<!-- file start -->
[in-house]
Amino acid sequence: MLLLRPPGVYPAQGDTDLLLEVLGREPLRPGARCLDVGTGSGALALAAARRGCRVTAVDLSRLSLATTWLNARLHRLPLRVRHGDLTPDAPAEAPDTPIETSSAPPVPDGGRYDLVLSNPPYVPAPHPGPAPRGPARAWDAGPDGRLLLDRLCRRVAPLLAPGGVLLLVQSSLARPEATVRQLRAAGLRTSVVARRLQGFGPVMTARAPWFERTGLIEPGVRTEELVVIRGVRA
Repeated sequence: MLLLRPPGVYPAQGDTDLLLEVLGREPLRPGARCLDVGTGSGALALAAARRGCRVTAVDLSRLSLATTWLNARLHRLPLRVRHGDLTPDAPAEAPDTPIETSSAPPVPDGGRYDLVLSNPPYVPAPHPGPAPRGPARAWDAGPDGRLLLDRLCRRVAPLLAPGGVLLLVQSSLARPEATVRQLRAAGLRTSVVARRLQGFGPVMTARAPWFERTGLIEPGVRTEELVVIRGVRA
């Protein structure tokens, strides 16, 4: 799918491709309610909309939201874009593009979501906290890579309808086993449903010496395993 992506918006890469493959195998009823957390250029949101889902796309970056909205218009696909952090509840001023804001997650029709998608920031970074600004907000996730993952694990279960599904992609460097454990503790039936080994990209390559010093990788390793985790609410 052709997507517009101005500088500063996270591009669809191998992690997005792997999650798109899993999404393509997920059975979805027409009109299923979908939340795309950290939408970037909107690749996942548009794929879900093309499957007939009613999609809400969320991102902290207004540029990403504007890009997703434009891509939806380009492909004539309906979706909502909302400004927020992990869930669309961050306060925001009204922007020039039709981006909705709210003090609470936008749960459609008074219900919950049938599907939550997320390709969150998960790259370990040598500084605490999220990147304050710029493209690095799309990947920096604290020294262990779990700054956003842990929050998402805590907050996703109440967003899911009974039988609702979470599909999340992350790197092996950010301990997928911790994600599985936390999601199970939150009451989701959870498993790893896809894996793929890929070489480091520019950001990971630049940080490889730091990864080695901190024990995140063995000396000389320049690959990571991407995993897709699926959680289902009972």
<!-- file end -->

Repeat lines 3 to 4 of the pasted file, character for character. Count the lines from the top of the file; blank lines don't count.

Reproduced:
Repeated sequence: MLLLRPPGVYPAQGDTDLLLEVLGREPLRPGARCLDVGTGSGALALAAARRGCRVTAVDLSRLSLATTWLNARLHRLPLRVRHGDLTPDAPAEAPDTPIETSSAPPVPDGGRYDLVLSNPPYVPAPHPGPAPRGPARAWDAGPDGRLLLDRLCRRVAPLLAPGGVLLLVQSSLARPEATVRQLRAAGLRTSVVARRLQGFGPVMTARAPWFERTGLIEPGVRTEELVVIRGVRA
């Protein structure tokens, strides 16, 4: 799918491709309610909309939201874009593009979501906290890579309808086993449903010496395993 992506918006890469493959195998009823957390250029949101889902796309970056909205218009696909952090509840001023804001997650029709998608920031970074600004907000996730993952694990279960599904992609460097454990503790039936080994990209390559010093990788390793985790609410 052709997507517009101005500088500063996270591009669809191998992690997005792997999650798109899993999404393509997920059975979805027409009109299923979908939340795309950290939408970037909107690749996942548009794929879900093309499957007939009613999609809400969320991102902290207004540029990403504007890009997703434009891509939806380009492909004539309906979706909502909302400004927020992990869930669309961050306060925001009204922007020039039709981006909705709210003090609470936008749960459609008074219900919950049938599907939550997320390709969150998960790259370990040598500084605490999220990147304050710029493209690095799309990947920096604290020294262990779990700054956003842990929050998402805590907050996703109440967003899911009974039988609702979470599909999340992350790197092996950010301990997928911790994600599985936390999601199970939150009451989701959870498993790893896809894996793929890929070489480091520019950001990971630049940080490889730091990864080695901190024990995140063995000396000389320049690959990571991407995993897709699926959680289902009972």